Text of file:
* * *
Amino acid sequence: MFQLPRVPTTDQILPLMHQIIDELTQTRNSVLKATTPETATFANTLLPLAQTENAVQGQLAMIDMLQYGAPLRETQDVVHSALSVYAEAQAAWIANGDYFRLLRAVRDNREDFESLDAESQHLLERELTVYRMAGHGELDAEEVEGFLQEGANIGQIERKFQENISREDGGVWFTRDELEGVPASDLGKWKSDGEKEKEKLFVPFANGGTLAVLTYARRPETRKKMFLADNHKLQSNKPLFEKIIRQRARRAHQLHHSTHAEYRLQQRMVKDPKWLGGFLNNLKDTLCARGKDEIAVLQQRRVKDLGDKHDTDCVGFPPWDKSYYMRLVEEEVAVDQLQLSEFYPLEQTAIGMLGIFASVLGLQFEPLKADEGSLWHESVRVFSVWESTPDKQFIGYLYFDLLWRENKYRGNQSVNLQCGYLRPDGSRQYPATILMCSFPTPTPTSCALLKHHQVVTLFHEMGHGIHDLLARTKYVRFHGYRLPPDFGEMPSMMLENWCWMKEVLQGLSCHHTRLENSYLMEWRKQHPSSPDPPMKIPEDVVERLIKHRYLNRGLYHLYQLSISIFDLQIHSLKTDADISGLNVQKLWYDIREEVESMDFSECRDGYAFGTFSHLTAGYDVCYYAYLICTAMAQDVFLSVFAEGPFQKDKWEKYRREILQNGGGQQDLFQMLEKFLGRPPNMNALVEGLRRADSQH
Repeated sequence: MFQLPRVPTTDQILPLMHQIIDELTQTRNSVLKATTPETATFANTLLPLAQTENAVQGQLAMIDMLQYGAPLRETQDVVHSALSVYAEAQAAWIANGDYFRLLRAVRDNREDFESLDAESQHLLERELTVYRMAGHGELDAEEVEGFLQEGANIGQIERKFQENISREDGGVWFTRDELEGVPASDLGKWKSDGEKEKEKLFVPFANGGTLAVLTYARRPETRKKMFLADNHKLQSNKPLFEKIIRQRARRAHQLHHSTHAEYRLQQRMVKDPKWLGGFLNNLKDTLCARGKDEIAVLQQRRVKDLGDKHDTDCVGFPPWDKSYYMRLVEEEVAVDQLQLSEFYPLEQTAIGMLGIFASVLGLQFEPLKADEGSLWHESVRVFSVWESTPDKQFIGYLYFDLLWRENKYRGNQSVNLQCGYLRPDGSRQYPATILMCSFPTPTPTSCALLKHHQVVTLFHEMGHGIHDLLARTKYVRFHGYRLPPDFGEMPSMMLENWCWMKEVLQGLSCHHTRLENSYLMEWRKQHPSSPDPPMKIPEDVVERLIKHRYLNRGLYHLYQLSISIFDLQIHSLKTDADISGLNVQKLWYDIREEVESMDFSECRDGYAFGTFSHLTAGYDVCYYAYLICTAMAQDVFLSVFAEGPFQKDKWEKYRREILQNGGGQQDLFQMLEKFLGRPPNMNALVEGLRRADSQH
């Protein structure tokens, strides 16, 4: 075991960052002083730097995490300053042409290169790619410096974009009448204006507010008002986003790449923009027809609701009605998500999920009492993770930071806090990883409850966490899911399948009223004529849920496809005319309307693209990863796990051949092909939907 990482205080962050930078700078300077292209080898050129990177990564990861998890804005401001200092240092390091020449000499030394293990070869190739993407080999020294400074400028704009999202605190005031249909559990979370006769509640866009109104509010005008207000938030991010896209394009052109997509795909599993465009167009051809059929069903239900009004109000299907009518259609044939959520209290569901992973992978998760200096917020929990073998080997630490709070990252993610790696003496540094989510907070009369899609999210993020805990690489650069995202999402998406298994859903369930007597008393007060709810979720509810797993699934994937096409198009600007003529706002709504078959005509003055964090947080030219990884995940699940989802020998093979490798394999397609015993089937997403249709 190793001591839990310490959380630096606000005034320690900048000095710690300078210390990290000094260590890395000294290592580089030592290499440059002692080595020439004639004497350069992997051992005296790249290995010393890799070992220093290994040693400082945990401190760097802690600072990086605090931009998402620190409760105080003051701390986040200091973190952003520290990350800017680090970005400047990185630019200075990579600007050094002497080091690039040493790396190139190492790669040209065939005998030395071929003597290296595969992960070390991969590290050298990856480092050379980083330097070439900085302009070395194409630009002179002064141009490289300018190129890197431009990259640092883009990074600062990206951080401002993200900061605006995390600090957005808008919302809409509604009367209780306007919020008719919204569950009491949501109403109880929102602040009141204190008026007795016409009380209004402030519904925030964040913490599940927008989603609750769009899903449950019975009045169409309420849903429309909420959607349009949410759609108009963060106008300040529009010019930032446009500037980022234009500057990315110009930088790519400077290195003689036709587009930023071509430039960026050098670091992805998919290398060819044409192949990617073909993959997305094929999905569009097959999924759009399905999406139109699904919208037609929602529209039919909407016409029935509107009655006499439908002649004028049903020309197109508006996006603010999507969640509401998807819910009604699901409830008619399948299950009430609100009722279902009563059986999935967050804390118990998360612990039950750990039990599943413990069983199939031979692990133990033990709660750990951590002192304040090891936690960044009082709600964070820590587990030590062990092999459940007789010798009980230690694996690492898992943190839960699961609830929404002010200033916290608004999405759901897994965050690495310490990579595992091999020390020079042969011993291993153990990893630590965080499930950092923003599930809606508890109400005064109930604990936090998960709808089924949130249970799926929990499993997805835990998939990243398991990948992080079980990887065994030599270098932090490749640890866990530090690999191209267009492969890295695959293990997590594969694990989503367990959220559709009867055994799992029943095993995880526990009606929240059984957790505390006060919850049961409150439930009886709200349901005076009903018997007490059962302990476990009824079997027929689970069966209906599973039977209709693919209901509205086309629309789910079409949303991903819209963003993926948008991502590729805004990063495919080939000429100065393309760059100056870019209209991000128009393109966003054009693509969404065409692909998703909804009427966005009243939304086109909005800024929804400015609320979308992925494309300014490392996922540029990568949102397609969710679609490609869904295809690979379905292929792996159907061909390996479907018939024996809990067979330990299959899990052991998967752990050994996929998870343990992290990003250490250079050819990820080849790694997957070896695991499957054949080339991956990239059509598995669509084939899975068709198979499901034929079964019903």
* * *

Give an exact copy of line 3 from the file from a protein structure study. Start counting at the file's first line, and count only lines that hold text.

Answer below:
């Protein structure tokens, strides 16, 4: 075991960052002083730097995490300053042409290169790619410096974009009448204006507010008002986003790449923009027809609701009605998500999920009492993770930071806090990883409850966490899911399948009223004529849920496809005319309307693209990863796990051949092909939907 990482205080962050930078700078300077292209080898050129990177990564990861998890804005401001200092240092390091020449000499030394293990070869190739993407080999020294400074400028704009999202605190005031249909559990979370006769509640866009109104509010005008207000938030991010896209394009052109997509795909599993465009167009051809059929069903239900009004109000299907009518259609044939959520209290569901992973992978998760200096917020929990073998080997630490709070990252993610790696003496540094989510907070009369899609999210993020805990690489650069995202999402998406298994859903369930007597008393007060709810979720509810797993699934994937096409198009600007003529706002709504078959005509003055964090947080030219990884995940699940989802020998093979490798394999397609015993089937997403249709 190793001591839990310490959380630096606000005034320690900048000095710690300078210390990290000094260590890395000294290592580089030592290499440059002692080595020439004639004497350069992997051992005296790249290995010393890799070992220093290994040693400082945990401190760097802690600072990086605090931009998402620190409760105080003051701390986040200091973190952003520290990350800017680090970005400047990185630019200075990579600007050094002497080091690039040493790396190139190492790669040209065939005998030395071929003597290296595969992960070390991969590290050298990856480092050379980083330097070439900085302009070395194409630009002179002064141009490289300018190129890197431009990259640092883009990074600062990206951080401002993200900061605006995390600090957005808008919302809409509604009367209780306007919020008719919204569950009491949501109403109880929102602040009141204190008026007795016409009380209004402030519904925030964040913490599940927008989603609750769009899903449950019975009045169409309420849903429309909420959607349009949410759609108009963060106008300040529009010019930032446009500037980022234009500057990315110009930088790519400077290195003689036709587009930023071509430039960026050098670091992805998919290398060819044409192949990617073909993959997305094929999905569009097959999924759009399905999406139109699904919208037609929602529209039919909407016409029935509107009655006499439908002649004028049903020309197109508006996006603010999507969640509401998807819910009604699901409830008619399948299950009430609100009722279902009563059986999935967050804390118990998360612990039950750990039990599943413990069983199939031979692990133990033990709660750990951590002192304040090891936690960044009082709600964070820590587990030590062990092999459940007789010798009980230690694996690492898992943190839960699961609830929404002010200033916290608004999405759901897994965050690495310490990579595992091999020390020079042969011993291993153990990893630590965080499930950092923003599930809606508890109400005064109930604990936090998960709808089924949130249970799926929990499993997805835990998939990243398991990948992080079980990887065994030599270098932090490749640890866990530090690999191209267009492969890295695959293990997590594969694990989503367990959220559709009867055994799992029943095993995880526990009606929240059984957790505390006060919850049961409150439930009886709200349901005076009903018997007490059962302990476990009824079997027929689970069966209906599973039977209709693919209901509205086309629309789910079409949303991903819209963003993926948008991502590729805004990063495919080939000429100065393309760059100056870019209209991000128009393109966003054009693509969404065409692909998703909804009427966005009243939304086109909005800024929804400015609320979308992925494309300014490392996922540029990568949102397609969710679609490609869904295809690979379905292929792996159907061909390996479907018939024996809990067979330990299959899990052991998967752990050994996929998870343990992290990003250490250079050819990820080849790694997957070896695991499957054949080339991956990239059509598995669509084939899975068709198979499901034929079964019903």